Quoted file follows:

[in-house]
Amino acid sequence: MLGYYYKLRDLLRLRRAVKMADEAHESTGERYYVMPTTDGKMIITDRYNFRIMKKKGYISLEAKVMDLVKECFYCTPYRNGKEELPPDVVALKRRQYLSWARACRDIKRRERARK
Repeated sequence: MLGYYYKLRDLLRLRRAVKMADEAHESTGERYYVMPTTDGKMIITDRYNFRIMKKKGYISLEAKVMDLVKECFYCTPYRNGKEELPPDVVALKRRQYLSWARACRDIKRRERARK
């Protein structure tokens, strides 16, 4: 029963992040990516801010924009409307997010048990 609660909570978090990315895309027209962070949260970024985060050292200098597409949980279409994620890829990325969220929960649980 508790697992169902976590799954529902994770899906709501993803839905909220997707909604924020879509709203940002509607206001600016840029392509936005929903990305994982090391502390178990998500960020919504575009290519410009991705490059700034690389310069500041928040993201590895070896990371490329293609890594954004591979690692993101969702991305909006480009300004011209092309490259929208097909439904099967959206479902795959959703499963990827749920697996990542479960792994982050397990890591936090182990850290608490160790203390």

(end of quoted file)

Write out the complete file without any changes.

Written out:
[in-house]
Amino acid sequence: MLGYYYKLRDLLRLRRAVKMADEAHESTGERYYVMPTTDGKMIITDRYNFRIMKKKGYISLEAKVMDLVKECFYCTPYRNGKEELPPDVVALKRRQYLSWARACRDIKRRERARK
Repeated sequence: MLGYYYKLRDLLRLRRAVKMADEAHESTGERYYVMPTTDGKMIITDRYNFRIMKKKGYISLEAKVMDLVKECFYCTPYRNGKEELPPDVVALKRRQYLSWARACRDIKRRERARK
């Protein structure tokens, strides 16, 4: 029963992040990516801010924009409307997010048990 609660909570978090990315895309027209962070949260970024985060050292200098597409949980279409994620890829990325969220929960649980 508790697992169902976590799954529902994770899906709501993803839905909220997707909604924020879509709203940002509607206001600016840029392509936005929903990305994982090391502390178990998500960020919504575009290519410009991705490059700034690389310069500041928040993201590895070896990371490329293609890594954004591979690692993101969702991305909006480009300004011209092309490259929208097909439904099967959206479902795959959703499963990827749920697996990542479960792994982050397990890591936090182990850290608490160790203390």